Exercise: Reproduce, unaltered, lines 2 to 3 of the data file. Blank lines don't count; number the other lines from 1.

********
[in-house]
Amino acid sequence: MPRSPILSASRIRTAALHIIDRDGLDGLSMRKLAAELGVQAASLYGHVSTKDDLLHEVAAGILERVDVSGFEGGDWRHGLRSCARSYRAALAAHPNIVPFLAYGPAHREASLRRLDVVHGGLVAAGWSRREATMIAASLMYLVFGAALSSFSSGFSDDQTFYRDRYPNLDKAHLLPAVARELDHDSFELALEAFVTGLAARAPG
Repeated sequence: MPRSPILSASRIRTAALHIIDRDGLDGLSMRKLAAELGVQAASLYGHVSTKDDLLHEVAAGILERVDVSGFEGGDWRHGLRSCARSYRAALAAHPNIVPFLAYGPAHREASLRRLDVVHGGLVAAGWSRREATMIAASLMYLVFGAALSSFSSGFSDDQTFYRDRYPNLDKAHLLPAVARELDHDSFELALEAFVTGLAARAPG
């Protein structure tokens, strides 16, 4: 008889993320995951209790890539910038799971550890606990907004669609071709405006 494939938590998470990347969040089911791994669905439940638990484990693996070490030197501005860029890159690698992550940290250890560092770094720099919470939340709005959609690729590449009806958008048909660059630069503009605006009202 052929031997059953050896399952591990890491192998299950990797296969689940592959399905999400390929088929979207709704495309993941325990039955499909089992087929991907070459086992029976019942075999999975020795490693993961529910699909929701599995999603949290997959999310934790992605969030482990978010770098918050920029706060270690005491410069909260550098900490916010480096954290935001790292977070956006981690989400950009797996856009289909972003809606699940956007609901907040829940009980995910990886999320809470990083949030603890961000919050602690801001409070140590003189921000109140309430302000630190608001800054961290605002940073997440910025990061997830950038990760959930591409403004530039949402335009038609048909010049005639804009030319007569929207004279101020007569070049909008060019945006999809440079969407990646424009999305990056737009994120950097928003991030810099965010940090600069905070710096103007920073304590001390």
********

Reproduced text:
Amino acid sequence: MPRSPILSASRIRTAALHIIDRDGLDGLSMRKLAAELGVQAASLYGHVSTKDDLLHEVAAGILERVDVSGFEGGDWRHGLRSCARSYRAALAAHPNIVPFLAYGPAHREASLRRLDVVHGGLVAAGWSRREATMIAASLMYLVFGAALSSFSSGFSDDQTFYRDRYPNLDKAHLLPAVARELDHDSFELALEAFVTGLAARAPG
Repeated sequence: MPRSPILSASRIRTAALHIIDRDGLDGLSMRKLAAELGVQAASLYGHVSTKDDLLHEVAAGILERVDVSGFEGGDWRHGLRSCARSYRAALAAHPNIVPFLAYGPAHREASLRRLDVVHGGLVAAGWSRREATMIAASLMYLVFGAALSSFSSGFSDDQTFYRDRYPNLDKAHLLPAVARELDHDSFELALEAFVTGLAARAPG